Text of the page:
Interviewing & Hiring: Should We be Surprised at Reality TV’s Bad Advice?

by Pat D’Amico

America just loves Reality TV. So much so that even respected business publications are succumbing to celebrity infallibility in place of good advice. Now you may be thinking, “Who in their right mind would take business advice from a reality TV personality?” The answer might surprise you.

An article in Inc. magazine recently highlighted the one interview question which Shark Tank star and accomplished businesswoman Barbara Corcoran swears by. As a former head of recruiting for Johnson & Johnson, and now a consultant teaching interviewing and hiring, this is the type of article I live for. With the show’s popularity, especially amongst businesspeople, this sort of information can provide engaging anecdotes when impressing on hiring managers the paramount importance of a sound interviewing and hiring process and practice. The article, however, centered on a question which, if applied, could result in a legal battle with the interviewer being unquestionably in the wrong. That’s right, Inc. magazine published an article with Barbara Corcoran sharing an illegal interview question. The question? “Tell me about your family.”

That question is so far out of bounds today that debating its merits, or illegality, is mute. The bigger issue is the fact that a publication such as Inc. actually published it! While Inc. would probably call to the disclaimer that states, “The opinion expressed here by columnists are their own, not those of,” the fact remains that many readers certainly would double-down on its validity.

Avoiding illegal questions is only one of the key success factors for today’s hiring managers. If your organization isn’t properly trained on interviewing and hiring practices and guidelines, or worse, your organization doesn’t have a process at all; you are going to flounder in what is possibly the most competitive job market ever. Although there are many things to consider when attempting to find and hire the best talent, there are three pieces of advice I typically share, and none of them will put you in jeopardy:

Identifying Passive Job Seekers

We’ve always known that passive job seekers, those that are not actively seeking another opportunity, are often the most desirable. These candidates are typically the most successful in their roles, and the companies that employ them know it and work to keep them. This is why managers should always be recruiting, specifically when they do not have an opening. The best managers I have seen at this are constantly identifying top performers from other companies, building relationships with them, and (most importantly) selling them on the merits and value of their company. It’s constantly puzzling to their peers when these managers are able to fill an opening with a superstar quickly. It shouldn’t be.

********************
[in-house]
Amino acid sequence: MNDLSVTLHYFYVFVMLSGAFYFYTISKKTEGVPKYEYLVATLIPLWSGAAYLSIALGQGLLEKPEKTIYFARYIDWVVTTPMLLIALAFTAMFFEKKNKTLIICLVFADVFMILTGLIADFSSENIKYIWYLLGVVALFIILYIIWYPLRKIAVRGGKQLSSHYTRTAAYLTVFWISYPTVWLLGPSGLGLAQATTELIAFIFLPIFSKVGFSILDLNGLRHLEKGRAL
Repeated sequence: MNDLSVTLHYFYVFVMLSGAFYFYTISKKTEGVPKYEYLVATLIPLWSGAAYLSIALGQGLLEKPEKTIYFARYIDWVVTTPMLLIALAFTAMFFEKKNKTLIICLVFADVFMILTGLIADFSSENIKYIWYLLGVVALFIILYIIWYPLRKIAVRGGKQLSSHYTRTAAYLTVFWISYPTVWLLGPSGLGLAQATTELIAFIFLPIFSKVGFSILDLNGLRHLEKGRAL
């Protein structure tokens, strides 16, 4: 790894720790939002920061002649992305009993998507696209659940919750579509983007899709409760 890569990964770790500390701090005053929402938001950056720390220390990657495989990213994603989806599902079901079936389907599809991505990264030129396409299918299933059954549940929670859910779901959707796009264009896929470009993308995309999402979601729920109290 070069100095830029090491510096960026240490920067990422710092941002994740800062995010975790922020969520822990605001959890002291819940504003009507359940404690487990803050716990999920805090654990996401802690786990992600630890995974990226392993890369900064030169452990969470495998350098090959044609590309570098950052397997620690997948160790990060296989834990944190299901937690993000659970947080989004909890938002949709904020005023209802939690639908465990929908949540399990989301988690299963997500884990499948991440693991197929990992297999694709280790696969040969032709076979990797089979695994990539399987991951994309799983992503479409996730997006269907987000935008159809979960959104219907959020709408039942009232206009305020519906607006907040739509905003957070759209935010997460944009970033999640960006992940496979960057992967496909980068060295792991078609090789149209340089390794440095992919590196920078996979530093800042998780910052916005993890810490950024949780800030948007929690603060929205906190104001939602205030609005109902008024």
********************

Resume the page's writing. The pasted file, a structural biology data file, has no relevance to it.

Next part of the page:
Interviewing and Hiring for Culture

The cost of a bad hire is significant. While some estimates put the cost of onboarding and training a new employee at $240,000, the true cost of a bad hire goes even further when you consider the loss in productivity, morale, etc.. With the war for talent, and the shifting demographics of employees to newer generations, the importance of matching an employee to the company’s culture has become critical in identifying and keeping them. The Lehigh Valley enjoys tremendous access to many talented individuals who would gladly trade their long commutes for a great culture and opportunity closer to home. As a consultant, working with organizations to define their culture and then training managers to interview for it has become one of the most important factors for hiring success.

A Positive Experience

A candidate’s opinion of your organization will be formed during the interview process. estimates that 72% of job seekers that have a bad experience will share that feedback online. How the candidate is treated during the process can mean the difference between hiring and losing the best candidates. To ensure a positive experience, the process should be timely and include frequent and positive communication that keeps the candidate excited about the organization and the opportunity. Also, timely and professional communication with candidates that are not selected is just as important. These same individuals may fit another role in the future, or recommend the company to others, and leaving them with a positive opinion will pay dividends.

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